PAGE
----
Argyll Ferries

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Argyll Ferries Ltd
Private Limited Company
Industry Transport
Founded 2011
Headquarters Gourock, Scotland
Area served
River Clyde
Services Ferries
Owner Scottish Government
Parent David MacBrayne Ltd

Argyll Ferries is a ferry company formed in January 2011 by parent company David MacBrayne Ltd to tender for the Dunoon to Gourock route. They were announced as the preferred bidder at the end of May 2011,[1] contracts were exchanged on 7 June for the service to commence 23 days later on 30 June 2011. The service suffered initial technical problems and has ongoing problems in unfavourable weather.


Argyll Flyer and Ali Cat in the new Argyll Ferries livery, at Gourock pierhead.
MV Clyde Clipper arriving at Gourock, on the Argyll Ferries service from Dunoon.

Argyll Ferries Ltd operates two passenger vessels on the route, MV Ali Cat and MV Argyll Flyer. Both are leased from their owner David MacBrayne Ltd. CalMac had previously run the Ali Cat on a 9-year lease from Isle of Wight Cruises but she was bought outright for the new service. The Argyll Flyer, formerly the ten-year-old Irish ferry, Connemara Queen, was purchased specifically for the new service.

When the service began on 30 June 2011, preparation of the Argyll Flyer had been held up by broken rear prop shafts. As an interim measure the cruise boat MV Clyde Clipper was leased from Clyde Cruises to start the service. She suffered breakdowns during the first day,[2] then continued in interim service alongside the other two ferries for a short period.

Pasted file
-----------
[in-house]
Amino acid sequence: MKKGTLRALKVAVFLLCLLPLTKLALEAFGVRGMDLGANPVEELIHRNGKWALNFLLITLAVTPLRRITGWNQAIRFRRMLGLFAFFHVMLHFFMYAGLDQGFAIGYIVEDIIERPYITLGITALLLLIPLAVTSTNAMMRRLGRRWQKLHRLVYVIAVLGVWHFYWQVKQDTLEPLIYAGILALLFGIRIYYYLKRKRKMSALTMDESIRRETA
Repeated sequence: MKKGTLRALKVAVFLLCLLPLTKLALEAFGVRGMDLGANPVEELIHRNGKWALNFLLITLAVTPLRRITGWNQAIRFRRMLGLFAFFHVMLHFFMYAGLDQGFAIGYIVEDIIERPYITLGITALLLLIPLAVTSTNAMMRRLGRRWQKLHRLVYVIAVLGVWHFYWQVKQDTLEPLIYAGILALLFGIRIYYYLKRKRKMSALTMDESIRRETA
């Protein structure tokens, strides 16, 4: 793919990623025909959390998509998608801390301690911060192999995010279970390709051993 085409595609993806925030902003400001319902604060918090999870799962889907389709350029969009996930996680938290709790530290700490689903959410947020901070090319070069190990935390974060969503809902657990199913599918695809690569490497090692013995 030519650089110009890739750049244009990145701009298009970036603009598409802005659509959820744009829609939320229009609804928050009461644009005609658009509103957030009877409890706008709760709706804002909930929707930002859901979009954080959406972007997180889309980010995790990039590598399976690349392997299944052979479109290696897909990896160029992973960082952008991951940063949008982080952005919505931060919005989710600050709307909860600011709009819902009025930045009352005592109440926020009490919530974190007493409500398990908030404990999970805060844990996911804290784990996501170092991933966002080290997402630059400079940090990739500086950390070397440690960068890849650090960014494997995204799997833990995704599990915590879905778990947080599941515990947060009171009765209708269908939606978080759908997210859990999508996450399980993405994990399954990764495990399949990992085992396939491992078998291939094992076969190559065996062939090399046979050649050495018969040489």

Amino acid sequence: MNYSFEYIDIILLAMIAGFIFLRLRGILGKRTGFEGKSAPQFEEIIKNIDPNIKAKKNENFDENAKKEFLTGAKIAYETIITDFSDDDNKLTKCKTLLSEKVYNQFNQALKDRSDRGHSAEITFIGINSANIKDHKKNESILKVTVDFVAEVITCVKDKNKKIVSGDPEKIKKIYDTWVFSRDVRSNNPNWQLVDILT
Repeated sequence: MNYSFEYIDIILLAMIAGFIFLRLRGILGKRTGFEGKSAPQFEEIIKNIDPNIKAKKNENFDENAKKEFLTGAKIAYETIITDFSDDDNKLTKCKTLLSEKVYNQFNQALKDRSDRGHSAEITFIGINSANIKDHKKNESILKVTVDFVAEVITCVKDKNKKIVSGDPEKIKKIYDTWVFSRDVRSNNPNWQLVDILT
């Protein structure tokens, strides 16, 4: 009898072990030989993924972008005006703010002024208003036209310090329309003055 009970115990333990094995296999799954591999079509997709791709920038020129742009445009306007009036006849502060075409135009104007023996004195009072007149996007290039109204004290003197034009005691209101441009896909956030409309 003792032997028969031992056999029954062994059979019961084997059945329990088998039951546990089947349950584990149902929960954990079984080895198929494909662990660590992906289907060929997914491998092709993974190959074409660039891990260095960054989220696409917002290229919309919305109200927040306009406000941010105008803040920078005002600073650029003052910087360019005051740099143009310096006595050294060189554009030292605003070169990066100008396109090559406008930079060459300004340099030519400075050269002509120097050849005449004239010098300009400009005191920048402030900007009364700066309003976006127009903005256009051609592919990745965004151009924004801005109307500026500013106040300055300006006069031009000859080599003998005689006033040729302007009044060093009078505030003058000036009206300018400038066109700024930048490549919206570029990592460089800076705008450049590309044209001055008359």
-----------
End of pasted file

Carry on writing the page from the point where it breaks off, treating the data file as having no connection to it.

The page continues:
In the past, ferries operated by Caledonian MacBrayne have provided additional support on the route; notably the MV Saturn during the Cowal Gathering in August 2011 and the MV Coruisk in December 2013.


The service operates between a vehicle linkspan at the breakwater in Dunoon town centre and a vehicle linkspan in Gourock town centre immediately adjacent to Gourock rail terminal. Regular trains to Glasgow Central via Paisley are available from the train station.

Dunoon is situated on the Cowal peninsula.


A previous report by Deloitte Touche on options for the route stated that, for a passenger only service, "Large hulls are required to suit Upper Clyde water, but the vessels would be fitted out to accommodate only 150 people, which would meet the requirements of passenger traffic on most days of the year."[3] Concerns were expressed about the suitability of these small boats in rough weather. However a spokesman for the parent company of the ferry operators, David MacBrayne Ltd, gave assurances that the ferries were suitable, and would have the advantage of using the new sheltered berth at Dunoon instead of the old pier which is more exposed.[4]

The service is operated under a Public Service Contract produced by Transport Scotland. The contract permits sailings that fail to take place due to safety considerations including adverse weather to be counted as if they had sailed for the purposes of reliability under the contract, subject to due diligence to minimise such delays.[5] The contract also permits each boat to have two weeks per year of scheduled maintenance therefore, since there is no provision for relief vessels, a half service operates for at least four weeks each year.[citation needed]

In November 2011 the service suffered 88 weather-related cancellations, with 138 such cancellations in December.[6] Figures indicated cancellation or disruption of 3.6% of sailings since July. In response to complaints from passengers, the Scottish Government cabinet secretary Alex Neil said the service was "not fit for purpose" and said he had asked the company to produce an improvement plan.[7]

In March 2012 Argyll Ferries announced performance figures for February and March. They stated that the service had been very reliable contractually, showing good punctuality, and said that passenger numbers were beginning to increase.[8]

In April the service cancelled 99 sailings[9]


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